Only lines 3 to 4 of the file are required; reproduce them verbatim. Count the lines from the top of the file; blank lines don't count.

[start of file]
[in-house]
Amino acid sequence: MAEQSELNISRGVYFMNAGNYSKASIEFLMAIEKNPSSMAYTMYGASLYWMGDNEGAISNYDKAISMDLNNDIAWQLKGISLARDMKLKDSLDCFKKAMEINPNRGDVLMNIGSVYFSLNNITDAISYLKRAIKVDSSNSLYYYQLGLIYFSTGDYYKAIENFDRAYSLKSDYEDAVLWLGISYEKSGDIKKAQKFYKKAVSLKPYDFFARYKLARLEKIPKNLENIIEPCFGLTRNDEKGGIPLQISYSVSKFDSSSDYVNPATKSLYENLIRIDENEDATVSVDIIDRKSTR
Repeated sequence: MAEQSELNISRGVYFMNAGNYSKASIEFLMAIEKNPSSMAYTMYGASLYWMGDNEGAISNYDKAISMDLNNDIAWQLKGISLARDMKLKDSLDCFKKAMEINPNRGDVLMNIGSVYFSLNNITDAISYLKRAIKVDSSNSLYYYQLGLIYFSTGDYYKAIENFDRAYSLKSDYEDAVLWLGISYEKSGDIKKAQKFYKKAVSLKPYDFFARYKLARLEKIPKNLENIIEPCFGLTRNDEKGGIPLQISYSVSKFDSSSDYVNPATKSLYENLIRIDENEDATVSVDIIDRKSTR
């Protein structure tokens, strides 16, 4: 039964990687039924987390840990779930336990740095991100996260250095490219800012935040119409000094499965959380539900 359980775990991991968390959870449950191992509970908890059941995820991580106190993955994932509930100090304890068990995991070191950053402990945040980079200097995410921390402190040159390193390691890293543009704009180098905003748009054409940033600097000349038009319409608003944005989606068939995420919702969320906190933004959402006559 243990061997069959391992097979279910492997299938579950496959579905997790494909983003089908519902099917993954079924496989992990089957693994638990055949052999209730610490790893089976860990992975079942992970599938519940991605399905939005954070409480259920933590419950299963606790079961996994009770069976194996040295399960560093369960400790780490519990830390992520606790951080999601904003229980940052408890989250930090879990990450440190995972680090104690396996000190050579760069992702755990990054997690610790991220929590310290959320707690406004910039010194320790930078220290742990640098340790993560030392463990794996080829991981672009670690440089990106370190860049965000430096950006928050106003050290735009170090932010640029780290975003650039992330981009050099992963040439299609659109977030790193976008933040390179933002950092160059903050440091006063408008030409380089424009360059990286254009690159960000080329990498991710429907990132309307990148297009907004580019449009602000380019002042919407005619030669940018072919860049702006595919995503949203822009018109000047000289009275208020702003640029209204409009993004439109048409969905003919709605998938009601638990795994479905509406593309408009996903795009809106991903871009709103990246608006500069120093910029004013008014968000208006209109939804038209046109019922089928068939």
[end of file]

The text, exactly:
Repeated sequence: MAEQSELNISRGVYFMNAGNYSKASIEFLMAIEKNPSSMAYTMYGASLYWMGDNEGAISNYDKAISMDLNNDIAWQLKGISLARDMKLKDSLDCFKKAMEINPNRGDVLMNIGSVYFSLNNITDAISYLKRAIKVDSSNSLYYYQLGLIYFSTGDYYKAIENFDRAYSLKSDYEDAVLWLGISYEKSGDIKKAQKFYKKAVSLKPYDFFARYKLARLEKIPKNLENIIEPCFGLTRNDEKGGIPLQISYSVSKFDSSSDYVNPATKSLYENLIRIDENEDATVSVDIIDRKSTR
């Protein structure tokens, strides 16, 4: 039964990687039924987390840990779930336990740095991100996260250095490219800012935040119409000094499965959380539900 359980775990991991968390959870449950191992509970908890059941995820991580106190993955994932509930100090304890068990995991070191950053402990945040980079200097995410921390402190040159390193390691890293543009704009180098905003748009054409940033600097000349038009319409608003944005989606068939995420919702969320906190933004959402006559 243990061997069959391992097979279910492997299938579950496959579905997790494909983003089908519902099917993954079924496989992990089957693994638990055949052999209730610490790893089976860990992975079942992970599938519940991605399905939005954070409480259920933590419950299963606790079961996994009770069976194996040295399960560093369960400790780490519990830390992520606790951080999601904003229980940052408890989250930090879990990450440190995972680090104690396996000190050579760069992702755990990054997690610790991220929590310290959320707690406004910039010194320790930078220290742990640098340790993560030392463990794996080829991981672009670690440089990106370190860049965000430096950006928050106003050290735009170090932010640029780290975003650039992330981009050099992963040439299609659109977030790193976008933040390179933002950092160059903050440091006063408008030409380089424009360059990286254009690159960000080329990498991710429907990132309307990148297009907004580019449009602000380019002042919407005619030669940018072919860049702006595919995503949203822009018109000047000289009275208020702003640029209204409009993004439109048409969905003919709605998938009601638990795994479905509406593309408009996903795009809106991903871009709103990246608006500069120093910029004013008014968000208006209109939804038209046109019922089928068939």